Parts of the UK continue to brace for blizzards and up to 20cm of snow in the wake of Storm Ciara, with travel disruptions set to continue.
Trains, flights and ferries all saw cancellations and delays on Sunday, while drivers faced treacherous conditions with floodwater, fallen trees and other debris closing roads.
Some areas saw a month and a half’s rainfall in just 24 hours and gusts of more than 90mph swept across the country on Sunday.
Meanwhile, 178 flood warnings in place across the country.
Train passengers are being advised to check with operators before travelling as there are likely to be some cancellations to early trains as Network Rail engineers work through the night to assess the damage.
There are already numerous reports of rail disruption, including trains on the TransPennine Express between Preston and Edinburgh being suspended due to flooding at Carlisle.
Met Office warnings
A Met Office amber weather warning for wind, which had been in place across most of England, elapsed at 9pm on Sunday as Storm Ciara moved away to the north-east of Scotland.
But a yellow warning for wind remained in force for the whole UK until midnight, with strong winds, heavy showers, snow and ice expected on Monday.
A yellow warning for heavy snow and strong winds is in place for Northern Ireland and most of Scotland and a yellow warning of snow and ice is in force for North West England throughout Monday and Tuesday.
A yellow warning for wind in the south is in place between 10am and 5pm on Monday.
Met Office meteorologist Alex Burkill said: “While Storm Ciara is clearing away, that doesn’t mean we’re entering a quieter period of weather.
“It’s going to stay very unsettled.
“We have got colder air coming through the UK and will be feeling a real drop in temperatures, with an increased risk of snow in northern parts of the UK and likely in Scotland.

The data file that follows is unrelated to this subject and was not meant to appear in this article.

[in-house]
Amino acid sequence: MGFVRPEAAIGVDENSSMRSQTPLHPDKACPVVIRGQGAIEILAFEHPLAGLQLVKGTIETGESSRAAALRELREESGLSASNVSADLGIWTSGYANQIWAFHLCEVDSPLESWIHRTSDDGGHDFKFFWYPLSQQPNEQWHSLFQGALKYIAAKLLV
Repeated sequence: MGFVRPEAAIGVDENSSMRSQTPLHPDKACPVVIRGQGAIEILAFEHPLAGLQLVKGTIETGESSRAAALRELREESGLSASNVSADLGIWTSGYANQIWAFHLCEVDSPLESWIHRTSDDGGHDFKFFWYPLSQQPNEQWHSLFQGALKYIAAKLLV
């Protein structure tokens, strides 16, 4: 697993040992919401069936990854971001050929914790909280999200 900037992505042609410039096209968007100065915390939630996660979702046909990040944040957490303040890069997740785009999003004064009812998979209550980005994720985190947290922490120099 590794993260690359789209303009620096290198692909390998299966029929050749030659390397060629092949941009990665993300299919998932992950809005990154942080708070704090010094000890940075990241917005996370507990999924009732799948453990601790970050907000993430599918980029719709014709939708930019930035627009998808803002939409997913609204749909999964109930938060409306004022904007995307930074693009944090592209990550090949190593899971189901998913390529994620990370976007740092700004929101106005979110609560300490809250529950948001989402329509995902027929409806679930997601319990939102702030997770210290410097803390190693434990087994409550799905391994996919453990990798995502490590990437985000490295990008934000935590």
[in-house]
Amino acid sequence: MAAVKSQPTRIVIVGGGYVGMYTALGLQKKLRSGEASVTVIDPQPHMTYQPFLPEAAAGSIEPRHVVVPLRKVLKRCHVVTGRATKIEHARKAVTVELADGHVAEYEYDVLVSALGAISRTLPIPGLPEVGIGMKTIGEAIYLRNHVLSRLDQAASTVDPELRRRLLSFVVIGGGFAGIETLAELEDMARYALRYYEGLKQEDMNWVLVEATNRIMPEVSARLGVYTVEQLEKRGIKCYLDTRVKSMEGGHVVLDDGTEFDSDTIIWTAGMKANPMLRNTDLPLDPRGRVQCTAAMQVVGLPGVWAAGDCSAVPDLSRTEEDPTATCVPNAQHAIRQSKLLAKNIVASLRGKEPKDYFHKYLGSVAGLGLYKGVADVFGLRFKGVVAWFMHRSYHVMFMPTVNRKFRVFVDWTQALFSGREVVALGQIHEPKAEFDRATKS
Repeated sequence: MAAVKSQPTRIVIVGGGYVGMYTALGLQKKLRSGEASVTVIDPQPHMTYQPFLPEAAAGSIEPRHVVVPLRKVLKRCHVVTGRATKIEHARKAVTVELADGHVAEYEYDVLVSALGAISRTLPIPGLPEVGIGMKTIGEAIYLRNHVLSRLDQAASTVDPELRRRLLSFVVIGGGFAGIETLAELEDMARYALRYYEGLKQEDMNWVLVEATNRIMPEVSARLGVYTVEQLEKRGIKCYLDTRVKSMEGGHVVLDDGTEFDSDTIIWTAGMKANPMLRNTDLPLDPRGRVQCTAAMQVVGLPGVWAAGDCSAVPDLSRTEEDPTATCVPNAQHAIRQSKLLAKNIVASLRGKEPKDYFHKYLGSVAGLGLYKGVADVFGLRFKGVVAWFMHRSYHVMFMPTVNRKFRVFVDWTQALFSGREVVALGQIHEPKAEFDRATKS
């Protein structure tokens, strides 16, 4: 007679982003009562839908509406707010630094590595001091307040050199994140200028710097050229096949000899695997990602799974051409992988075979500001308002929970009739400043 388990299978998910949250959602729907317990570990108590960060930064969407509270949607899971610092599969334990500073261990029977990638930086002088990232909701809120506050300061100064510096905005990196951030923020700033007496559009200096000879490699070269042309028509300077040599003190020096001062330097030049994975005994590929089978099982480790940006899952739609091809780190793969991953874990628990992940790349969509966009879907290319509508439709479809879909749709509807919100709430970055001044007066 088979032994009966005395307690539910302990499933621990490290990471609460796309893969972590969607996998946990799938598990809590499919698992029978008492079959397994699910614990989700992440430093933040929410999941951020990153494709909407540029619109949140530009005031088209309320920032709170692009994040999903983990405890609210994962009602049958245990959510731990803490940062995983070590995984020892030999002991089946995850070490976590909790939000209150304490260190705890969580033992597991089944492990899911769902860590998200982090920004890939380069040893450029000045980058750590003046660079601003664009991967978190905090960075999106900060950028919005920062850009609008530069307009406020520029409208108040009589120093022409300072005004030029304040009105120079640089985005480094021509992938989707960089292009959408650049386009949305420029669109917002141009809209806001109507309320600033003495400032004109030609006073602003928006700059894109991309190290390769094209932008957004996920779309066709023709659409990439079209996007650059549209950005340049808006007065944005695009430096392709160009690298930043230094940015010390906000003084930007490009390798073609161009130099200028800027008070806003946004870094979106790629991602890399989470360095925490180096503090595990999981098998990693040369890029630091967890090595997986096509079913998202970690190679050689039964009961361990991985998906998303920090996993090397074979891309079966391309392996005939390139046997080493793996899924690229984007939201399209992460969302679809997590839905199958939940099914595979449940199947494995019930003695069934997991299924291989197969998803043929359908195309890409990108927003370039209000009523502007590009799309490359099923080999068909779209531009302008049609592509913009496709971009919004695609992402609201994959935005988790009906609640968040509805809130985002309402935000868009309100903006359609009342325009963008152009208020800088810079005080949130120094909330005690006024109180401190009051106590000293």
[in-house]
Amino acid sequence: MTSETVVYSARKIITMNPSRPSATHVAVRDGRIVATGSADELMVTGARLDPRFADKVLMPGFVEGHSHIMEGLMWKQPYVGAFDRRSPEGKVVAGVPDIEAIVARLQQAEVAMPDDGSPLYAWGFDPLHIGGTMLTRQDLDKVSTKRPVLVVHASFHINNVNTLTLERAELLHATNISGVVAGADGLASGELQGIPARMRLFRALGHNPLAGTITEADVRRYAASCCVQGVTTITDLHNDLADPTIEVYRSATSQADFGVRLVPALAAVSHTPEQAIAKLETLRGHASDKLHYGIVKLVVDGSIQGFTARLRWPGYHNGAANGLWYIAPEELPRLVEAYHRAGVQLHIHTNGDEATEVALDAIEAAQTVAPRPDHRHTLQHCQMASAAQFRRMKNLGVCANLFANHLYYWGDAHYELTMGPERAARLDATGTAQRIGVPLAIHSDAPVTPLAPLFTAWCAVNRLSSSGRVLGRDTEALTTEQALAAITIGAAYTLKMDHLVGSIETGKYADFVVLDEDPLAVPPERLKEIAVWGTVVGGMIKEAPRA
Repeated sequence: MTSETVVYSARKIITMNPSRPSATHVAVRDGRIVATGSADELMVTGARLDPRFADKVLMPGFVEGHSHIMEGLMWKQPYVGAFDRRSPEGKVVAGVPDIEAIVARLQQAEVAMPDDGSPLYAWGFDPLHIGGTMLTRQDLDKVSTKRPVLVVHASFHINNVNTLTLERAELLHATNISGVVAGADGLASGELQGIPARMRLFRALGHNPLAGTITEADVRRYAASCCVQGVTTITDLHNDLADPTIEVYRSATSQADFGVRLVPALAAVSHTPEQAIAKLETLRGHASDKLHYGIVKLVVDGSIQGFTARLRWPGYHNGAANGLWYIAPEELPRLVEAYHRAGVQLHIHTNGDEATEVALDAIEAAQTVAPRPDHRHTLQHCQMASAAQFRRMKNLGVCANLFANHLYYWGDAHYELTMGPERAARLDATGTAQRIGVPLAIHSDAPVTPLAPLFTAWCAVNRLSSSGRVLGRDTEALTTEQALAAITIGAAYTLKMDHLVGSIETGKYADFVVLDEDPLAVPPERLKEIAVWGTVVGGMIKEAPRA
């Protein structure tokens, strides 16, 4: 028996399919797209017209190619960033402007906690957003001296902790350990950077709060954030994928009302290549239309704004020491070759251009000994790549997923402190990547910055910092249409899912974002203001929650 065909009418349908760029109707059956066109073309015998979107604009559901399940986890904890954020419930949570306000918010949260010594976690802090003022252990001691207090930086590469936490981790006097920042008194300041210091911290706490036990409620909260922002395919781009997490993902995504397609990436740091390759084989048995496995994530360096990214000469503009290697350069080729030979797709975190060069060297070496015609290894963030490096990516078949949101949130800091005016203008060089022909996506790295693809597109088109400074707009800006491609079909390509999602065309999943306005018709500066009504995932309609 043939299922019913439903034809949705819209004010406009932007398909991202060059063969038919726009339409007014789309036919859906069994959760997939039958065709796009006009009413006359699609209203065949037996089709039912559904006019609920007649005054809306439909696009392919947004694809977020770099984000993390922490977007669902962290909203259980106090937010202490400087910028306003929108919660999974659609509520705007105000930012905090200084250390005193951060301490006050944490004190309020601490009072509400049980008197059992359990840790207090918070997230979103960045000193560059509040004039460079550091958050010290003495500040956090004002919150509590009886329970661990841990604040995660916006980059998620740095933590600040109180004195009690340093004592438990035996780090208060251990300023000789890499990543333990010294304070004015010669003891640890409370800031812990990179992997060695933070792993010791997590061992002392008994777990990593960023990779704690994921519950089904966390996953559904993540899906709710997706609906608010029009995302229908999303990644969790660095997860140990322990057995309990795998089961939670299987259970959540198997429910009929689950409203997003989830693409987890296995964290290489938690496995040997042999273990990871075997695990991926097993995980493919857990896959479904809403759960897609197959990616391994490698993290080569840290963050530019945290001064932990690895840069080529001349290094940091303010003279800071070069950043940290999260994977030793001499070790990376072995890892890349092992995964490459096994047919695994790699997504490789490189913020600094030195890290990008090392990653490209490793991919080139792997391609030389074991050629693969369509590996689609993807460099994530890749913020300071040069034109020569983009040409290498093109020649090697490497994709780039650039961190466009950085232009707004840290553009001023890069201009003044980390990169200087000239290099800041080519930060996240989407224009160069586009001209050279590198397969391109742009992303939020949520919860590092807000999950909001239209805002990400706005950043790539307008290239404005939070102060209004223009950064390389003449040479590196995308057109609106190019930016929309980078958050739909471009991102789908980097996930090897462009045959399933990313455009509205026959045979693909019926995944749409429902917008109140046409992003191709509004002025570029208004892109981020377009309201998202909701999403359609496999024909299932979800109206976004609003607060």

“There could be up to 20cm on Monday and Tuesday and with strong winds, blizzards aren’t out of the question.”
Floods and power cuts
Flood warnings were issued across England on Sunday, with the town of Appleby-in-Westmorland, in Cumbria, severely hit.
The River Irwell burst its banks at Radcliffe, Greater Manchester, while areas including Blackpool, Whalley, Longton and Rossendale, were affected by flooding in Lancashire.
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The fastest gusts of 97 miles per hour were recorded on the Isle of Wight on Sunday, with 93 miles per hour winds hitting Aberdaron, a village at the tip of the Llyn Peninsula.
Some 539,000 people also experienced a power cut on Sunday with 118,000 left without power by 4pm across the whole of the UK, according to Energy Networks.
As of 5am on Monday, UK Power Networks reported more than 18,500 properties across the east and southeast of England were still without power while Western Power Distribution said more than 2,800 homes were in the dark.
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